Late spring is the beginning of the busy season in the moving industry. According to U.S. Census estimates, the average person will move roughly twelve times in their life. With the challenging economy of the past several years, that number may be higher as many people relocated to find employment. Moving is a fact of life and it is full of stress.
With some basic, advance planning and due diligence you can reduce the consternation in your relocation. Failure to do your homework can send your life’s possessions and your emotions on a wild and unpredictable ride. The moving and storage industry has historically ranked as one of the most inquired and complained about industries at the Better Business Bureau (BBB). This high level of activity is for good reason.
There are plenty of good and honorable companies that can help you with a move. However, there are also more than a handful that have earned their failing grade with the BBB. Some of the consumer complaint allegations are down right scary. What if the mover never shows -but they asked for and got a large up-front deposit? What will you do if the mover is short-handed, careless, ill-equipped or reckless? What if the mover loads their truck and hijacks your goods by refusing to unload the items until you pay cash for a price that is higher than what was quoted? What if the mover sells your goods? The possibilities for problems are endless and the damage to your well-being can go way beyond scratched furniture or broken glass.
So how do you go about eliminating the risk of dealing with a rogue mover? The short and long answers are the same: Know your rights and your responsibilities. At the federal level (state-to-state moves) regulatory responsibility rests with the Federal Motor Carrier Safety Administration. At the state level (local moves), either the Attorney General’s office, the Public Utilities Commission, or your local consumer affairs department depending on your state will have information about licensing and other requirements.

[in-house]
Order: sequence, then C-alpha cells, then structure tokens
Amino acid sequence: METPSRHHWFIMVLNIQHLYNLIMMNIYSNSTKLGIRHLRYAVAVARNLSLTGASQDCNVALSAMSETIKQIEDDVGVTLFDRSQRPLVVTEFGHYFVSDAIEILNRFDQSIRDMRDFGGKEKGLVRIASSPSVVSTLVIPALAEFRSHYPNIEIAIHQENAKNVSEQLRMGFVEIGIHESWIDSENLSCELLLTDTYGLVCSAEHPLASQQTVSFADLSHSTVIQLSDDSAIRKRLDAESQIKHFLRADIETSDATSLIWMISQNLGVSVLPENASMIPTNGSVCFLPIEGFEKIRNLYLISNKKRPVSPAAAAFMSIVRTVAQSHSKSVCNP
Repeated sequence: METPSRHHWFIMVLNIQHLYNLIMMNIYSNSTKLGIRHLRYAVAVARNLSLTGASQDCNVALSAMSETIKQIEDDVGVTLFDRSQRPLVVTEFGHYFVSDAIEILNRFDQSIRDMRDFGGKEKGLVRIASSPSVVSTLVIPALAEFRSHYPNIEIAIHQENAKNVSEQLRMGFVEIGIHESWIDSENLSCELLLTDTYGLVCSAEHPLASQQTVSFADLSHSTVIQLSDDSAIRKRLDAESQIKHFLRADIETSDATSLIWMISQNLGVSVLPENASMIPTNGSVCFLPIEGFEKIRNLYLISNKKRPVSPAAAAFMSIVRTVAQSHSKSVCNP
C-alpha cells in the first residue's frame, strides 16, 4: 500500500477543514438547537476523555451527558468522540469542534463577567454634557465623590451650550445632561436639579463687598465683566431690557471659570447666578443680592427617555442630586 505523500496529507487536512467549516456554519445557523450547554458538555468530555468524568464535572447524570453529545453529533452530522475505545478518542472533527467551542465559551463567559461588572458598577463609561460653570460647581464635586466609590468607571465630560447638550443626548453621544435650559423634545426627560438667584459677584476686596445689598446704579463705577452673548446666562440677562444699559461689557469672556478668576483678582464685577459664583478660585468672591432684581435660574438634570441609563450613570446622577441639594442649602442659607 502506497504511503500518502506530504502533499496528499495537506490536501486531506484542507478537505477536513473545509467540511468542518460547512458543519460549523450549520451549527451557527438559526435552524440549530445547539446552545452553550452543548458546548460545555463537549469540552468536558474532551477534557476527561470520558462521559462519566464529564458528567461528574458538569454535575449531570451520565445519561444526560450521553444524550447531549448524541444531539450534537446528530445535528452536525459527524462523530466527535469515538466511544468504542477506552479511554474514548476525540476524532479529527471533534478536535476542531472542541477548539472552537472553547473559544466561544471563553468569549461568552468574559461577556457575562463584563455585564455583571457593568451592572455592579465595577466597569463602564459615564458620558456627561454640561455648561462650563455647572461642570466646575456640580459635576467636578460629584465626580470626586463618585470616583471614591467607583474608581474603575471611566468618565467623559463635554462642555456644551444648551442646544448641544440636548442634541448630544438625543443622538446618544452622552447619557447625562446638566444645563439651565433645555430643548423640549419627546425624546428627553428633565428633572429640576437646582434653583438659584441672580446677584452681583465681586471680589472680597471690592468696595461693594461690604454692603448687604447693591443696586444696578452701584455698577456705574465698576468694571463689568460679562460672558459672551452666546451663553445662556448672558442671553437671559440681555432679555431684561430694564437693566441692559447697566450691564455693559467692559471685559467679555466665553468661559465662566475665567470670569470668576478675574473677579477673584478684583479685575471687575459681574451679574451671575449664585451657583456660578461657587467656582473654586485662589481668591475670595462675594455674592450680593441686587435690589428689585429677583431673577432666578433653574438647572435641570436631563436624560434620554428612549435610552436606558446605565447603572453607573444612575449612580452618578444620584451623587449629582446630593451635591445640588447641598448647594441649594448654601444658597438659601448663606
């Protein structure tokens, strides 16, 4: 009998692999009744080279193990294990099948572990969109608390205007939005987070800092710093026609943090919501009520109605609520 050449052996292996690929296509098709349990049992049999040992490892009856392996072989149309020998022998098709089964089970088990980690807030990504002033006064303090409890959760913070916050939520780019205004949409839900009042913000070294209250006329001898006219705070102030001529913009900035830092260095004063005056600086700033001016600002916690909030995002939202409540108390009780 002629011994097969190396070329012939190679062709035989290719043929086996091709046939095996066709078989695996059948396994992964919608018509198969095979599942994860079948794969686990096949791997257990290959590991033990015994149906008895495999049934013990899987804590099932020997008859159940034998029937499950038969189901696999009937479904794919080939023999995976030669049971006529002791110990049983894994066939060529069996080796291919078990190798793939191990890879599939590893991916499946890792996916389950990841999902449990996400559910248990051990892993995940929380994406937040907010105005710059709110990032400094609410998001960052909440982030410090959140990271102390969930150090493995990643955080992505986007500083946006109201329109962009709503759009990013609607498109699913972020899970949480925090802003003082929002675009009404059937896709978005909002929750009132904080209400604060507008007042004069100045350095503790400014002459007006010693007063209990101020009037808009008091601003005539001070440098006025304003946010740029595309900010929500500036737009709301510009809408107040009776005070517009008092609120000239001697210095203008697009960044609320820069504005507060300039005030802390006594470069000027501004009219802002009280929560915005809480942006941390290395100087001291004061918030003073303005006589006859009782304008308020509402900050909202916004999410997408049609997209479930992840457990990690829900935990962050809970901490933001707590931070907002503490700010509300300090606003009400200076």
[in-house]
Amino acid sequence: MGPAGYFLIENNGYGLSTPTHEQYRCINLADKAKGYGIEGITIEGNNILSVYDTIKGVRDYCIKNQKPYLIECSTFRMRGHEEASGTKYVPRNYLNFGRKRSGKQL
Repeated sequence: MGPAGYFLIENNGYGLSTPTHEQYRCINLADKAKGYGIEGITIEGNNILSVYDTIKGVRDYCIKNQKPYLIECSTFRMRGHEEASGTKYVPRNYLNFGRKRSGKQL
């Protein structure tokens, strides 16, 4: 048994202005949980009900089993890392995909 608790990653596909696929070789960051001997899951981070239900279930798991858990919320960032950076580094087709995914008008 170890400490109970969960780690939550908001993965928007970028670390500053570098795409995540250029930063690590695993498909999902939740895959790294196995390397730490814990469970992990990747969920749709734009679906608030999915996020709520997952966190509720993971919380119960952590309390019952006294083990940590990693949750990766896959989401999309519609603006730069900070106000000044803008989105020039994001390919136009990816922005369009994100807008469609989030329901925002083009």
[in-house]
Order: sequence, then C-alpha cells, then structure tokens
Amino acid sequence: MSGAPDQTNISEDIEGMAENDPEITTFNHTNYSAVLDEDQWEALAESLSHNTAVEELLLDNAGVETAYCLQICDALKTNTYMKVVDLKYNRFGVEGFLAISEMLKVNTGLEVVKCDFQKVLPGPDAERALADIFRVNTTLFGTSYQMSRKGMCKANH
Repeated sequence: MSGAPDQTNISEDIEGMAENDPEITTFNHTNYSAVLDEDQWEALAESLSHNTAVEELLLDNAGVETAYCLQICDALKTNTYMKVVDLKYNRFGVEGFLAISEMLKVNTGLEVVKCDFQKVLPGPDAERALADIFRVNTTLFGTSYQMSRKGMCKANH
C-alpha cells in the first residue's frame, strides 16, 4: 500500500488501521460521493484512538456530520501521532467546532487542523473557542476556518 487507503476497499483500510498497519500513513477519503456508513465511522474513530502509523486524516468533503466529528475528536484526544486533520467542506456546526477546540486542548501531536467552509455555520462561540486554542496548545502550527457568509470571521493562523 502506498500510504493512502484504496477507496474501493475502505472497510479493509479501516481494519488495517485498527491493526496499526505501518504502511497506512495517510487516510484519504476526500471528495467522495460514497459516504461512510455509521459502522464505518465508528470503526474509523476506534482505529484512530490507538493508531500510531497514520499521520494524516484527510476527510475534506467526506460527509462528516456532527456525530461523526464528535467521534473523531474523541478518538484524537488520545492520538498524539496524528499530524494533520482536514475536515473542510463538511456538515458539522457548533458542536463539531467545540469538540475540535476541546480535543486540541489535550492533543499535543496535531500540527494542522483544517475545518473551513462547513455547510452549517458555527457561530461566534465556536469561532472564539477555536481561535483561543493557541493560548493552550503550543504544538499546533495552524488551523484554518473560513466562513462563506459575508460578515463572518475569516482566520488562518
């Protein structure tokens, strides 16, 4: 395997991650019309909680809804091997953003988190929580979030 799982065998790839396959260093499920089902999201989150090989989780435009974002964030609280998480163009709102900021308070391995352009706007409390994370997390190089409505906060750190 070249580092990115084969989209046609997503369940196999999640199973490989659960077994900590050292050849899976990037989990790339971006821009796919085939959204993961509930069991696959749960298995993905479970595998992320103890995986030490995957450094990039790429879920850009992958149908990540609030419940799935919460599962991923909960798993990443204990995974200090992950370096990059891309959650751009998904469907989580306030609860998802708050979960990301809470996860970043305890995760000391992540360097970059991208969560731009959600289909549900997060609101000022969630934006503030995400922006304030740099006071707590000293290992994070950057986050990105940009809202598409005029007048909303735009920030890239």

To minimize the potential for misadventure, the BBB offers the following tips:
1. Check the mover’s reliability report with the BBB at www.bbb.org. Do they have a good rating? Are they a BBB Accredited Business? Are they part of the American Moving & Storage Association?
2. Obtain a number of written bids based on onsite inspections. Phone and internet estimates are not always reliable. Ask if the estimate is binding and be certain to inquire about the various trade names used by the mover. Oftentimes, a single company advertises under various names in the phone book. Therefore, you may unknowingly be shopping the same company.
3. Ask the mover if they have a customer check list to help coordinate and organize all of the details. Also, find out if they are the actual mover or a broker who is hiring the mover for you. If they are only the broker, issues of liability should be defined.
4. Inquire about any and all miscellaneous charges for stairs, long driveways, hallways, elevators, etc. and do not make your decision based on price alone. Reliability and customer service are equally as important.
5. Check for the terms of liability, make certain they are explained in advance, ensure you understand the Bill of Lading and confirm how payments are to be made. Verify your insurance for coverage in case of damages and strongly consider the “excess valuation insurance” offered by the mover that is over and above the normal coverage. The normal coverage may be as little as $.60 per pound which may not cover the replacement cost if, say, your 200 pound dresser falls down a flight of stairs!
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